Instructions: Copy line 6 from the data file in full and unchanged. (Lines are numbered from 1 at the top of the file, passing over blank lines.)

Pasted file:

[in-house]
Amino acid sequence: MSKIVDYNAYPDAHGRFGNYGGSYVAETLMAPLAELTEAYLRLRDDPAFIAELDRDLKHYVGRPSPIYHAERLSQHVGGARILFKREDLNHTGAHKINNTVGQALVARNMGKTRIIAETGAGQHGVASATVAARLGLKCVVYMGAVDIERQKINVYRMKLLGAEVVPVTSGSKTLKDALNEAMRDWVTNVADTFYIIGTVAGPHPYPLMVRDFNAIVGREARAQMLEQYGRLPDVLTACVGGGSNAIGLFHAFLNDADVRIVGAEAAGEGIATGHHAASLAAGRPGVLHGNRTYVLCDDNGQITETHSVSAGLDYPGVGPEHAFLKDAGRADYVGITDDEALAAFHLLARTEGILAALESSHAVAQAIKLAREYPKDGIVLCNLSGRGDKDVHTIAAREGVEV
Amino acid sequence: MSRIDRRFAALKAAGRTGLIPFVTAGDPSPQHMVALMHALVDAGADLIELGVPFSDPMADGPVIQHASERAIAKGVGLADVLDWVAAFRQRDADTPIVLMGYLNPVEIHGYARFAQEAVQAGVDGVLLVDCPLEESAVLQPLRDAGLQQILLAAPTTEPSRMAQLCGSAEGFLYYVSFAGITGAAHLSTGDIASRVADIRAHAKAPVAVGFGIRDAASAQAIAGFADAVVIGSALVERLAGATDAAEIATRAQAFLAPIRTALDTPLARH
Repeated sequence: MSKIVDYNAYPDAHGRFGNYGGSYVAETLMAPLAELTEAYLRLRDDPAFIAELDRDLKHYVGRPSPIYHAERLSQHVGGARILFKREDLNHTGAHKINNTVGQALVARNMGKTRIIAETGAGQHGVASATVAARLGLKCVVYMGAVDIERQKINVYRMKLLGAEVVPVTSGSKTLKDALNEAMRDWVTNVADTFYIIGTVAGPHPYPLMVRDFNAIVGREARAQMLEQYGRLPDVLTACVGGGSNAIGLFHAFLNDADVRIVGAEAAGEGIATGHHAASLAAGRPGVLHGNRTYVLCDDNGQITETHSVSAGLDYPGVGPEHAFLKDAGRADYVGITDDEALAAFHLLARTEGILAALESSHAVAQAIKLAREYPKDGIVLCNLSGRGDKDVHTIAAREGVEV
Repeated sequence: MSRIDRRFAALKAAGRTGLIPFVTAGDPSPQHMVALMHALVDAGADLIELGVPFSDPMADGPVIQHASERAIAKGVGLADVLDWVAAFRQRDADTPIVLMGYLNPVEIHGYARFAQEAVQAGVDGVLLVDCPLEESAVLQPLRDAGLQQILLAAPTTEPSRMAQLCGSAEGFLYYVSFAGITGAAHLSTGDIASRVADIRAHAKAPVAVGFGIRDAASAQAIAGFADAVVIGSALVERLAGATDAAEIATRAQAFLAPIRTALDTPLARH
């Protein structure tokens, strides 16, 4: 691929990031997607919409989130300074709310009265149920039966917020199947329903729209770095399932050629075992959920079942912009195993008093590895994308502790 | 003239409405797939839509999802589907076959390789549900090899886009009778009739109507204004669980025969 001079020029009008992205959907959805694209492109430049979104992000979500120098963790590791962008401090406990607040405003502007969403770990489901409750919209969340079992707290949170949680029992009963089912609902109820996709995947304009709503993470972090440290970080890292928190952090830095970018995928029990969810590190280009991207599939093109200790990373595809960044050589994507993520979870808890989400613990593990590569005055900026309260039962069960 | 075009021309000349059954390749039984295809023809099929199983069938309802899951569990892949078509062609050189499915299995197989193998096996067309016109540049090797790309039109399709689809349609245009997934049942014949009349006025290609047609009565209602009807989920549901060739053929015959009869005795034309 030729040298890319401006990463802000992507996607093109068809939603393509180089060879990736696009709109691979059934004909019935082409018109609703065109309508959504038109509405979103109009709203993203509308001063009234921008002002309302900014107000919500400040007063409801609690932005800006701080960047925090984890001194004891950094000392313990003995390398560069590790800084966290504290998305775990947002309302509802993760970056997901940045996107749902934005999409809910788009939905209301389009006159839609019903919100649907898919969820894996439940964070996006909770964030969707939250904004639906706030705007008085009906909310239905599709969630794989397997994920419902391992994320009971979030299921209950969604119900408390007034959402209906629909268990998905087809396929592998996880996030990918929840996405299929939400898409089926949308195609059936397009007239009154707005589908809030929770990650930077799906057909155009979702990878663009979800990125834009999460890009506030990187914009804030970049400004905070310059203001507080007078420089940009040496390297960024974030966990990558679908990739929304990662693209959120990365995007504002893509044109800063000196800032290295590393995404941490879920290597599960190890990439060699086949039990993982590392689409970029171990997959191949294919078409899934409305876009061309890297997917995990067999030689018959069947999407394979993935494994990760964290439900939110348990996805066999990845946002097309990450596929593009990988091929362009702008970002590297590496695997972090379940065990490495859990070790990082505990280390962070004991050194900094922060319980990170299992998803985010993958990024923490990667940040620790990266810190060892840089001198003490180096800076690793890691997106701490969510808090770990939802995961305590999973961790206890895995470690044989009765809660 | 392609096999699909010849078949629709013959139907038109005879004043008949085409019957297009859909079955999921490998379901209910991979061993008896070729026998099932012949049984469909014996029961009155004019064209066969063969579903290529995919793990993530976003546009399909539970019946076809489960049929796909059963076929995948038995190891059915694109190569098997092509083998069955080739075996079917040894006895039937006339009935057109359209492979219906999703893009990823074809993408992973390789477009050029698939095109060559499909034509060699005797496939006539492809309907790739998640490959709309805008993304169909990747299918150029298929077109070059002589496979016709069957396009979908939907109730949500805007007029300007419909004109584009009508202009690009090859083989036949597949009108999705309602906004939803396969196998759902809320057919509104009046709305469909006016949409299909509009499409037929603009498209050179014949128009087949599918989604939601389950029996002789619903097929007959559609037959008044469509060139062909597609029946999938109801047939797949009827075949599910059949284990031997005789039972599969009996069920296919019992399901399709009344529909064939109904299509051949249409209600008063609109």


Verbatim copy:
């Protein structure tokens, strides 16, 4: 691929990031997607919409989130300074709310009265149920039966917020199947329903729209770095399932050629075992959920079942912009195993008093590895994308502790 | 003239409405797939839509999802589907076959390789549900090899886009009778009739109507204004669980025969 001079020029009008992205959907959805694209492109430049979104992000979500120098963790590791962008401090406990607040405003502007969403770990489901409750919209969340079992707290949170949680029992009963089912609902109820996709995947304009709503993470972090440290970080890292928190952090830095970018995928029990969810590190280009991207599939093109200790990373595809960044050589994507993520979870808890989400613990593990590569005055900026309260039962069960 | 075009021309000349059954390749039984295809023809099929199983069938309802899951569990892949078509062609050189499915299995197989193998096996067309016109540049090797790309039109399709689809349609245009997934049942014949009349006025290609047609009565209602009807989920549901060739053929015959009869005795034309 030729040298890319401006990463802000992507996607093109068809939603393509180089060879990736696009709109691979059934004909019935082409018109609703065109309508959504038109509405979103109009709203993203509308001063009234921008002002309302900014107000919500400040007063409801609690932005800006701080960047925090984890001194004891950094000392313990003995390398560069590790800084966290504290998305775990947002309302509802993760970056997901940045996107749902934005999409809910788009939905209301389009006159839609019903919100649907898919969820894996439940964070996006909770964030969707939250904004639906706030705007008085009906909310239905599709969630794989397997994920419902391992994320009971979030299921209950969604119900408390007034959402209906629909268990998905087809396929592998996880996030990918929840996405299929939400898409089926949308195609059936397009007239009154707005589908809030929770990650930077799906057909155009979702990878663009979800990125834009999460890009506030990187914009804030970049400004905070310059203001507080007078420089940009040496390297960024974030966990990558679908990739929304990662693209959120990365995007504002893509044109800063000196800032290295590393995404941490879920290597599960190890990439060699086949039990993982590392689409970029171990997959191949294919078409899934409305876009061309890297997917995990067999030689018959069947999407394979993935494994990760964290439900939110348990996805066999990845946002097309990450596929593009990988091929362009702008970002590297590496695997972090379940065990490495859990070790990082505990280390962070004991050194900094922060319980990170299992998803985010993958990024923490990667940040620790990266810190060892840089001198003490180096800076690793890691997106701490969510808090770990939802995961305590999973961790206890895995470690044989009765809660 | 392609096999699909010849078949629709013959139907038109005879004043008949085409019957297009859909079955999921490998379901209910991979061993008896070729026998099932012949049984469909014996029961009155004019064209066969063969579903290529995919793990993530976003546009399909539970019946076809489960049929796909059963076929995948038995190891059915694109190569098997092509083998069955080739075996079917040894006895039937006339009935057109359209492979219906999703893009990823074809993408992973390789477009050029698939095109060559499909034509060699005797496939006539492809309907790739998640490959709309805008993304169909990747299918150029298929077109070059002589496979016709069957396009979908939907109730949500805007007029300007419909004109584009009508202009690009090859083989036949597949009108999705309602906004939803396969196998759902809320057919509104009046709305469909006016949409299909509009499409037929603009498209050179014949128009087949599918989604939601389950029996002789619903097929007959559609037959008044469509060139062909597609029946999938109801047939797949009827075949599910059949284990031997005789039972599969009996069920296919019992399901399709009344529909064939109904299509051949249409209600008063609109």